East Fishkill, N.Y. -- Amid probable delays with extreme ultraviolet (EUV) lithography, IBM Corp. plans to extend 193-nm immersion and move towards what the company calls ''computational scaling'' technology for the 22-nm node and perhaps beyond.
At a press event here on Wednesday (Sept. l7), IBM also announced its new ecosystem partners for the technology, including EDA house Mentor Graphics Corp. and photomask maker Toppan Printing Ltd.
Current optical lithography is expected to hit the wall at the 32-nm node. ''Computational scaling'' -- sometimes called computational lithography -- is said to overcome those limits and extend 193-nm immersion.
A key to ''computation scaling'' is a partnership between IBM and Mentor, which plans to devise a new resolution enhancement technique (RET) to enable 22-nm designs and perhaps beyond. This RET technology, know as source-mask optimization, will not eliminate dreaded and expensive 193-nm immersion--with double-patterning techniques.
Source-mask optimization is said to optimize both mask layout and illumination simultaneously to maximize image contrast in a scanner. The technology is said to provide a means to minimize the use of double-patterning by employing customized sources within the scanner, along with optimized mask shapes.
There are other components to ''computational scaling:'' virtual silicon processing with TCAD; predictive process modeling; design-rule generation and corresponding models; design tooling; design enablement; complex illumination; variance control; and mask fabrication.
For some time, computation lithography, source-mask optimization and related technologies have been discussed and debated at technical events. It remains to be seen if some or all of these technologies can be put in production fabs, but chip makers may have little or no choice.
At 45-nm, IBM and other leading-edge chip makers are processing chips with 193-nm immersion lithography. In contrast, Intel Corp. is currently using 193-nm ''dry'' lithography at 45-nm.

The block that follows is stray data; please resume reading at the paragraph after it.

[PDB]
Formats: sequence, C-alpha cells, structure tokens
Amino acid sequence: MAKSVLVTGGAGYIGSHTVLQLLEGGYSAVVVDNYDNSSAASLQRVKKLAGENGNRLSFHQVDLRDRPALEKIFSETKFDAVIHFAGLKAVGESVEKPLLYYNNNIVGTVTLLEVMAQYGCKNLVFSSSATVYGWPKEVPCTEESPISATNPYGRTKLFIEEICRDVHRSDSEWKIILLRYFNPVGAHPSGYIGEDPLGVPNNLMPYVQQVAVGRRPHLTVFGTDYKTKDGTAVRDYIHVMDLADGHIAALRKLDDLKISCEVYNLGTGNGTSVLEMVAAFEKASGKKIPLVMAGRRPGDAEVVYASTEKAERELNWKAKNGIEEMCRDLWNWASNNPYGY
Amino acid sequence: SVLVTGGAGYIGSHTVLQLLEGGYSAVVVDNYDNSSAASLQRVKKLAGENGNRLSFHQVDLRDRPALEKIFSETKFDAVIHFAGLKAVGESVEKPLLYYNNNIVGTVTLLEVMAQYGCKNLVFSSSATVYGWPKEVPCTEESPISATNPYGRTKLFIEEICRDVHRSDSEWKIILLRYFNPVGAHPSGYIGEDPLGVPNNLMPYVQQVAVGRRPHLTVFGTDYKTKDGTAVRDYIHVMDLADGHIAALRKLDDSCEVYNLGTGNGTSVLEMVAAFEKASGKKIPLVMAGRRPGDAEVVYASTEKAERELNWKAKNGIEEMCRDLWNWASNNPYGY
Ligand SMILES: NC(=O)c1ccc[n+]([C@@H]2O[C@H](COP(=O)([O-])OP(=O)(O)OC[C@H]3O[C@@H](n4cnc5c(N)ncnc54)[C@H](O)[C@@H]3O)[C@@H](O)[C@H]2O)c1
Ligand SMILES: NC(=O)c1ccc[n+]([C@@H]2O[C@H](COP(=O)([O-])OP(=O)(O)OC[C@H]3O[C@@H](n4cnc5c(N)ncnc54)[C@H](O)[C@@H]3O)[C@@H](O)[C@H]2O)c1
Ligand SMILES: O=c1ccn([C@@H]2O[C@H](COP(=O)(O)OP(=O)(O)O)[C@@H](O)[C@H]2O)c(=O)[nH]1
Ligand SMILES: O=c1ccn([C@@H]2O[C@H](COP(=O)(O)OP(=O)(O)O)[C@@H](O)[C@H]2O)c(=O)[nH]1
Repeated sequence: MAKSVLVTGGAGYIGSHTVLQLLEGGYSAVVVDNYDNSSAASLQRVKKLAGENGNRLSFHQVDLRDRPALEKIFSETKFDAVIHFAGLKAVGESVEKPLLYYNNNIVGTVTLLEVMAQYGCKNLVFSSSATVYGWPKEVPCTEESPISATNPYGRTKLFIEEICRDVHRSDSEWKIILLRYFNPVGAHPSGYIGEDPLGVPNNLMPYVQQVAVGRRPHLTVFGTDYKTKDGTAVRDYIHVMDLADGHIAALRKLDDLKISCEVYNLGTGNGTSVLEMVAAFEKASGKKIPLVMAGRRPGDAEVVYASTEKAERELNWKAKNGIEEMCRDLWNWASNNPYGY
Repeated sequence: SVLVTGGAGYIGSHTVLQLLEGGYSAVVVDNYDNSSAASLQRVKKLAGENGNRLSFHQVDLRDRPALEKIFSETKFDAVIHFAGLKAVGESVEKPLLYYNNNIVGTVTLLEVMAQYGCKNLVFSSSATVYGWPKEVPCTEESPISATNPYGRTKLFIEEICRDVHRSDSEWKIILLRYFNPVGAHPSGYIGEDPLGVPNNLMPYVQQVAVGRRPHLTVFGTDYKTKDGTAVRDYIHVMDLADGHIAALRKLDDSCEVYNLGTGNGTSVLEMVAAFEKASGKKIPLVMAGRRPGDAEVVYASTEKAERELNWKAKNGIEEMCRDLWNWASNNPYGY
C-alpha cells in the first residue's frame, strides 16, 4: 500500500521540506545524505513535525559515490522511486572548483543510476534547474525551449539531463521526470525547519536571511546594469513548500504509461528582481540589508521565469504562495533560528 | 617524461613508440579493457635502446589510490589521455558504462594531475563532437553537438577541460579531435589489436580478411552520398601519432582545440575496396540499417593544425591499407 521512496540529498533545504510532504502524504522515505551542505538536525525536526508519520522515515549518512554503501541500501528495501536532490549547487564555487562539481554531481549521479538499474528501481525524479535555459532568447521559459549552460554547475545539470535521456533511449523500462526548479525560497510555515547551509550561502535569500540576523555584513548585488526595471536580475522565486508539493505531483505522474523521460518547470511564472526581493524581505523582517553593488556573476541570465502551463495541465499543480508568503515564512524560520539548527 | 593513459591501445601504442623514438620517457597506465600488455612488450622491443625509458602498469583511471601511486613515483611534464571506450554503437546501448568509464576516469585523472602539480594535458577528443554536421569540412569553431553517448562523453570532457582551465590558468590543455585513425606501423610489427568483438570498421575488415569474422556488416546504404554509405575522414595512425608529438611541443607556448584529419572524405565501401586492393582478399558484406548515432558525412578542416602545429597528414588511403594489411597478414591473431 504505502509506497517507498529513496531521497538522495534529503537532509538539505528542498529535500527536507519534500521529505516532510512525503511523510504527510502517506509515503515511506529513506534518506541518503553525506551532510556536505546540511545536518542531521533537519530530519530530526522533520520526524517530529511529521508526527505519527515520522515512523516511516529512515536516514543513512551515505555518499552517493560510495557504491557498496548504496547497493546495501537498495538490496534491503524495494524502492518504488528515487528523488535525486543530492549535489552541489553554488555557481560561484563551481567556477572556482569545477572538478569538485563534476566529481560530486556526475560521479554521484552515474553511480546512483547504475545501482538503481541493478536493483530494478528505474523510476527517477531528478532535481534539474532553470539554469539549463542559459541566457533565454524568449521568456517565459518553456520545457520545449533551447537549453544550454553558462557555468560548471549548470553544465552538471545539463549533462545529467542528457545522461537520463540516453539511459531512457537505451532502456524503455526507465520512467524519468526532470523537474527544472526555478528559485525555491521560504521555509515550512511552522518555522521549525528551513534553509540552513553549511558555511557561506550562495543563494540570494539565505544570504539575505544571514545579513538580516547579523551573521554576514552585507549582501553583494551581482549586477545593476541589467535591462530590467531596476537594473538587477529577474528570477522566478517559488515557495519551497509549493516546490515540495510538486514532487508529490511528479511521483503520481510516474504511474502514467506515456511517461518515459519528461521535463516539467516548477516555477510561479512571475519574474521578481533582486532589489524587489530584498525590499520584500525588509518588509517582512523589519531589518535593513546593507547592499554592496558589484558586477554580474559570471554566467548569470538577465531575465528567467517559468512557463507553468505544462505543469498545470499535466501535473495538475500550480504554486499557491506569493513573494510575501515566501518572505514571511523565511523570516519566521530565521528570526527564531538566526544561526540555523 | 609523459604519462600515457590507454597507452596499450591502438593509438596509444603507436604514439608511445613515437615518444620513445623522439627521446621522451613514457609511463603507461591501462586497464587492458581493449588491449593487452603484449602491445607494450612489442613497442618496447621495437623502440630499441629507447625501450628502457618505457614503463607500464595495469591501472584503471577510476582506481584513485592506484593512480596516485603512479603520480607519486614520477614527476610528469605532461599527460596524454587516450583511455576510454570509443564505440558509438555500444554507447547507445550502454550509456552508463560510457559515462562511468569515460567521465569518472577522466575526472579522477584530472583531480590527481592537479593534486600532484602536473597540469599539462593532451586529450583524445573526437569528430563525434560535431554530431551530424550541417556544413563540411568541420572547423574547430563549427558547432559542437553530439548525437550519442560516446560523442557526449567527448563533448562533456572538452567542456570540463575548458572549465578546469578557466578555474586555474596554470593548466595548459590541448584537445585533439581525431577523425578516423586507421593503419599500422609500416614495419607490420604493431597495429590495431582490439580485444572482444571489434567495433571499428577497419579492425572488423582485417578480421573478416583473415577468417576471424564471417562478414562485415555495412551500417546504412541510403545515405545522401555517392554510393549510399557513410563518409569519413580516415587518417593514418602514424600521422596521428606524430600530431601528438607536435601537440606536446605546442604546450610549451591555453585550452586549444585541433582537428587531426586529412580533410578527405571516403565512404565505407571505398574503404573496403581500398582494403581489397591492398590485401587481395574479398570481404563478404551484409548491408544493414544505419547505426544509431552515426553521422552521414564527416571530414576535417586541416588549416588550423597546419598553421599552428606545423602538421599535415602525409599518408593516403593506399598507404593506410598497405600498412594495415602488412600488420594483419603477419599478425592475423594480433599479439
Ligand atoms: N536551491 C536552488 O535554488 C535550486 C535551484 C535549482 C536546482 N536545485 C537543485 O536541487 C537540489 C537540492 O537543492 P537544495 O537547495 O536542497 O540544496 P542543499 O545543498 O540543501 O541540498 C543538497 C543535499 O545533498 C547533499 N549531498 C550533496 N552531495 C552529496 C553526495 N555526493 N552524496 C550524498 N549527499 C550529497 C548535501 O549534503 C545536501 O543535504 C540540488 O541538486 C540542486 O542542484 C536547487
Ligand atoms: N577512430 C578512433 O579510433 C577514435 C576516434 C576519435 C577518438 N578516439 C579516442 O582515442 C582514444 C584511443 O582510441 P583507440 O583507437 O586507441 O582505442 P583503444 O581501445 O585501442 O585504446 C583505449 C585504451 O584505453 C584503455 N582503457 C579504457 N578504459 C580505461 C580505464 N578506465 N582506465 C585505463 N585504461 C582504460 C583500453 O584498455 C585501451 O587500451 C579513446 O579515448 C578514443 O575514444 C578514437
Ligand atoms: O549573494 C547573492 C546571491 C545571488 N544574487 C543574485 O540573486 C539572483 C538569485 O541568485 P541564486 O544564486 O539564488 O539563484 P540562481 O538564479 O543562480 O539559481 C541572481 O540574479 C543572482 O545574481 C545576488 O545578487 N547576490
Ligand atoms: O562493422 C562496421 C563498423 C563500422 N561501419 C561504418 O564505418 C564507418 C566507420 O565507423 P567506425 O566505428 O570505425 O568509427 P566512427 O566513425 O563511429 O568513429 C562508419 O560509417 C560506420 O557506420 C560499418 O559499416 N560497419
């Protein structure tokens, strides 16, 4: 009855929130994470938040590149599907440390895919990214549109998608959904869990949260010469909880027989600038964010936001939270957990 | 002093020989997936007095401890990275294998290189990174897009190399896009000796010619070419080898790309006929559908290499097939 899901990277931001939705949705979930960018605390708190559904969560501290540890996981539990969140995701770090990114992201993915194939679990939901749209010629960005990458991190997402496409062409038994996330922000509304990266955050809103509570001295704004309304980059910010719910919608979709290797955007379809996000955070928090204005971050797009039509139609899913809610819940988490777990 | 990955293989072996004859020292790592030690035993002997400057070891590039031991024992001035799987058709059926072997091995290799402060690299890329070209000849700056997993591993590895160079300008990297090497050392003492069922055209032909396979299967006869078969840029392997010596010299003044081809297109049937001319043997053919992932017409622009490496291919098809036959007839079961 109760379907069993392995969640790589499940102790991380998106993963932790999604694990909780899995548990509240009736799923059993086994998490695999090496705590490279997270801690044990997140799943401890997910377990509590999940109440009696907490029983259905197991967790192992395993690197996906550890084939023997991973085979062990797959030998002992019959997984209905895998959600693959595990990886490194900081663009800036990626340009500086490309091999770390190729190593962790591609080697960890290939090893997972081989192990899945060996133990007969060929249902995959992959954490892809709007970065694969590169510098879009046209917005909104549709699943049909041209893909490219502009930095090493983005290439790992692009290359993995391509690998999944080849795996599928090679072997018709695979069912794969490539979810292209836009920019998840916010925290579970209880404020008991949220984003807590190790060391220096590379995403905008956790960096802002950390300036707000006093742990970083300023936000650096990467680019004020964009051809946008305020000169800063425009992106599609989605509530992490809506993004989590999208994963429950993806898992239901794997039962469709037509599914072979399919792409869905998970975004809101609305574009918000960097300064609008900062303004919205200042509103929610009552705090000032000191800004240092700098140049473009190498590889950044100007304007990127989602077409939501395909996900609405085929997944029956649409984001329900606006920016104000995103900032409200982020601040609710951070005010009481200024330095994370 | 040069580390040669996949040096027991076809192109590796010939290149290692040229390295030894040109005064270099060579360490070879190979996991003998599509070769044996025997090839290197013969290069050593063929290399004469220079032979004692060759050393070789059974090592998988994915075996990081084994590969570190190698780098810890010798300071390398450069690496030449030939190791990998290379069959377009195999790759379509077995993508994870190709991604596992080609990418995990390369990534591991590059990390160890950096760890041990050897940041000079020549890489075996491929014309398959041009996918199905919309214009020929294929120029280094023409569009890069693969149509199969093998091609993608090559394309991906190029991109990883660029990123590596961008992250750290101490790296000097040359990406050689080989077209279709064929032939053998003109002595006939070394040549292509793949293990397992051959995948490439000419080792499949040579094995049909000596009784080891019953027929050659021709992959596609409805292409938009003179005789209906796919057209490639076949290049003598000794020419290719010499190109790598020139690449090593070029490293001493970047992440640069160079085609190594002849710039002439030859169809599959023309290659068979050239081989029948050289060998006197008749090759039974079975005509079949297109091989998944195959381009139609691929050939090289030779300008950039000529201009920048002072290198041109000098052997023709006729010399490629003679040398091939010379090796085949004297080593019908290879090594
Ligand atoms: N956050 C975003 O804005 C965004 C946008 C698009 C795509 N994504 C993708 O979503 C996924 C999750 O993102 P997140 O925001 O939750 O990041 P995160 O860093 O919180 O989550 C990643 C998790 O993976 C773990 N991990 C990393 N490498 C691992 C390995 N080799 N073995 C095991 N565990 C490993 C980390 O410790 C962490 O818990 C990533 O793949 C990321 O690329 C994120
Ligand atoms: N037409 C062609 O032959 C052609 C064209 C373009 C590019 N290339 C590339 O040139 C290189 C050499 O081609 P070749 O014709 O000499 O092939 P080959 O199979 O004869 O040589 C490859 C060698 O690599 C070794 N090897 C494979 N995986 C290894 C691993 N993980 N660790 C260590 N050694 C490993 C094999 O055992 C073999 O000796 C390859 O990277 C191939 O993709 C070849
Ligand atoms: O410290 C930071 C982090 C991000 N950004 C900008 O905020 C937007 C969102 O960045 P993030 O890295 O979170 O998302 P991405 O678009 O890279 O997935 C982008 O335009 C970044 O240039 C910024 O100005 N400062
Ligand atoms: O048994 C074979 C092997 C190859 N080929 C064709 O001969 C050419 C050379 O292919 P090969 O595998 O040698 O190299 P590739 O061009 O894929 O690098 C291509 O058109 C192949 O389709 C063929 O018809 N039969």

All leading-edge chip makers will deploy 193-nm immersion lithography with some form of double-patterning technology. In double-patterning, the wafer is exposed twice, thereby increasing overall chip production costs.
Beyond 32-nm, there are no viable lithography solutions right now. The industry has put its weight behind EUV, but the technology is late to the party due to the lack of power sources, resists and masks.
EUV is now targeted by some for 22-nm, but others doubt the technology will be ready in time for that node. '' I don't see that happening,'' Subramanian Iyer, chief technologist for the Semiconductor Research and Development Center within IBM's Systems and Technology Group.
EUV is making progress, but the technology ''is not mature,'' he told EE Times at a press event here. The new target for EUV is the 16-nm node, he added.
Enter ''computation scaling.'' In some ways, IBM and Mentor have been working on the techology for some time.
Earlier this year, IBM qualified Mentor Graphics' Calibre nmOPC and OPCverify computational lithography tools, which are accelerated with IBM's Cell processor technology, for production at 45-nm and smaller process nodes.
Performance requirements for computational chip lithography are outrunning the performance of general-purpose computing platforms. To address the problem, Mentor Graphics recently partnered with Mercury Computer Systems to optimize Calibre nmOPC and OPCverify software for the Cell Broadband Enginer processor.
Mercury provided a pre-integrated coprocessor acceleration (CPA) cluster including Cell BE blades as part of an IBM BladeCenter H system. Connecting the CPA cluster to users' existing standard computer clusters was said to provide big reductions in turnaround time and cost for advanced lithography.
Activity in the computational lithography area is heating up. At the recent SPIE conference, Brion introduced its Tachyon 2.5, an optical proximity correction verification accelerator aimed at 32- and 22-nm designs. It also unveiled its Tachyon DPT aimed at the double-patterning lithography in advanced chip designs.